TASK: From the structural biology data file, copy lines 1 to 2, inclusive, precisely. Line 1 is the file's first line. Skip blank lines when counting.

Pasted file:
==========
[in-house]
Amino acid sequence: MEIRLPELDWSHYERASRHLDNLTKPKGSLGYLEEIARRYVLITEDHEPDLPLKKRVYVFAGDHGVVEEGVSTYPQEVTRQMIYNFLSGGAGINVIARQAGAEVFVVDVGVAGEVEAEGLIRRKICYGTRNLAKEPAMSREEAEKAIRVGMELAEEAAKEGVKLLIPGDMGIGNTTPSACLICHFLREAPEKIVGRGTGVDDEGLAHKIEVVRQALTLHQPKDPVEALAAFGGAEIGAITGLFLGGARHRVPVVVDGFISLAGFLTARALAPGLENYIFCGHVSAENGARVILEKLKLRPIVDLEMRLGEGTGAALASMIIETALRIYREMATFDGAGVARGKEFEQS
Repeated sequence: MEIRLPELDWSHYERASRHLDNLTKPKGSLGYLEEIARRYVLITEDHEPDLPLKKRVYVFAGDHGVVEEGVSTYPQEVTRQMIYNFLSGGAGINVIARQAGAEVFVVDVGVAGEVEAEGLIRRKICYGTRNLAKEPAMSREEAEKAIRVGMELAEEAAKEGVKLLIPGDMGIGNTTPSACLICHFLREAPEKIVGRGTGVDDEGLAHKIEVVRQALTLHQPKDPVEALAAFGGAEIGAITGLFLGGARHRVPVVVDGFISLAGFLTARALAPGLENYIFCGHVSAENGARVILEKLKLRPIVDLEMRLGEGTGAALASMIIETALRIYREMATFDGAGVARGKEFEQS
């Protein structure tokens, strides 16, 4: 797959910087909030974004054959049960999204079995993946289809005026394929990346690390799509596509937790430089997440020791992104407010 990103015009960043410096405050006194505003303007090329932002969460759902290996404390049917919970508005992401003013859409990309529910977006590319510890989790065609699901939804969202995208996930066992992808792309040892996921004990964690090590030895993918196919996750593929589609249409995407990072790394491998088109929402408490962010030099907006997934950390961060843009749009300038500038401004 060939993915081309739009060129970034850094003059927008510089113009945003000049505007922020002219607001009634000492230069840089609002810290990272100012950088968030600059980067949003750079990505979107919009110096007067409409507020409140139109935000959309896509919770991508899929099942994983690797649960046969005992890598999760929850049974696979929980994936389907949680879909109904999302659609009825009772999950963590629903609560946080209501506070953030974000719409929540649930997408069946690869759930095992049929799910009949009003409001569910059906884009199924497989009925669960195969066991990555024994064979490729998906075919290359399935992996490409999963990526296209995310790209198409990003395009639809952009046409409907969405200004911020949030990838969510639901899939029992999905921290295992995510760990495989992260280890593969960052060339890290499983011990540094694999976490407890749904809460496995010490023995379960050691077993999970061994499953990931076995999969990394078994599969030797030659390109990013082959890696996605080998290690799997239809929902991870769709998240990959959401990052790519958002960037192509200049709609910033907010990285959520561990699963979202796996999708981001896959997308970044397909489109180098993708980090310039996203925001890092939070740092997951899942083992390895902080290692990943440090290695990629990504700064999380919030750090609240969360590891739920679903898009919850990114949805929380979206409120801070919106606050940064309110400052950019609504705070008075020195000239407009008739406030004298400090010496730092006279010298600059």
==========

[in-house]
Amino acid sequence: MEIRLPELDWSHYERASRHLDNLTKPKGSLGYLEEIARRYVLITEDHEPDLPLKKRVYVFAGDHGVVEEGVSTYPQEVTRQMIYNFLSGGAGINVIARQAGAEVFVVDVGVAGEVEAEGLIRRKICYGTRNLAKEPAMSREEAEKAIRVGMELAEEAAKEGVKLLIPGDMGIGNTTPSACLICHFLREAPEKIVGRGTGVDDEGLAHKIEVVRQALTLHQPKDPVEALAAFGGAEIGAITGLFLGGARHRVPVVVDGFISLAGFLTARALAPGLENYIFCGHVSAENGARVILEKLKLRPIVDLEMRLGEGTGAALASMIIETALRIYREMATFDGAGVARGKEFEQS